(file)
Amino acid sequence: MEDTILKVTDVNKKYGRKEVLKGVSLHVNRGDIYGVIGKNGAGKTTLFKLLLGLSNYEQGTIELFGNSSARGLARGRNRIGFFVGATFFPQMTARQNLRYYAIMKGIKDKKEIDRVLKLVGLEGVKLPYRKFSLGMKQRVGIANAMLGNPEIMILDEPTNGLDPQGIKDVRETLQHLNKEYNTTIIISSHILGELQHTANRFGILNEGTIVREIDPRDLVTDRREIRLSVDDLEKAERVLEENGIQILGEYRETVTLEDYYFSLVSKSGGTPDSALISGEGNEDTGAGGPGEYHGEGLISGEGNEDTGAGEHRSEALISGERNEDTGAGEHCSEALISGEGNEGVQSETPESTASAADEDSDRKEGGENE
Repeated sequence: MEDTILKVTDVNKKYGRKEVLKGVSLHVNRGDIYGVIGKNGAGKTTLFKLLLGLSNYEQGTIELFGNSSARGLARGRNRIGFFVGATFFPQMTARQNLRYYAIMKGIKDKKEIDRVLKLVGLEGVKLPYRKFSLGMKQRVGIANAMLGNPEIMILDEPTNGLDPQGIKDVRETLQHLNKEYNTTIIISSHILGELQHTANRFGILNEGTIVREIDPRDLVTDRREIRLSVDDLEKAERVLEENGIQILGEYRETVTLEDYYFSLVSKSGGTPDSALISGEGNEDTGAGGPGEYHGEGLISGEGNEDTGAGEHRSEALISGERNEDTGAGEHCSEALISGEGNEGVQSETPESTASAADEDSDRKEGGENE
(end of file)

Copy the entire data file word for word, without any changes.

Amino acid sequence: MEDTILKVTDVNKKYGRKEVLKGVSLHVNRGDIYGVIGKNGAGKTTLFKLLLGLSNYEQGTIELFGNSSARGLARGRNRIGFFVGATFFPQMTARQNLRYYAIMKGIKDKKEIDRVLKLVGLEGVKLPYRKFSLGMKQRVGIANAMLGNPEIMILDEPTNGLDPQGIKDVRETLQHLNKEYNTTIIISSHILGELQHTANRFGILNEGTIVREIDPRDLVTDRREIRLSVDDLEKAERVLEENGIQILGEYRETVTLEDYYFSLVSKSGGTPDSALISGEGNEDTGAGGPGEYHGEGLISGEGNEDTGAGEHRSEALISGERNEDTGAGEHCSEALISGEGNEGVQSETPESTASAADEDSDRKEGGENE
Repeated sequence: MEDTILKVTDVNKKYGRKEVLKGVSLHVNRGDIYGVIGKNGAGKTTLFKLLLGLSNYEQGTIELFGNSSARGLARGRNRIGFFVGATFFPQMTARQNLRYYAIMKGIKDKKEIDRVLKLVGLEGVKLPYRKFSLGMKQRVGIANAMLGNPEIMILDEPTNGLDPQGIKDVRETLQHLNKEYNTTIIISSHILGELQHTANRFGILNEGTIVREIDPRDLVTDRREIRLSVDDLEKAERVLEENGIQILGEYRETVTLEDYYFSLVSKSGGTPDSALISGEGNEDTGAGGPGEYHGEGLISGEGNEDTGAGEHRSEALISGERNEDTGAGEHCSEALISGEGNEGVQSETPESTASAADEDSDRKEGGENE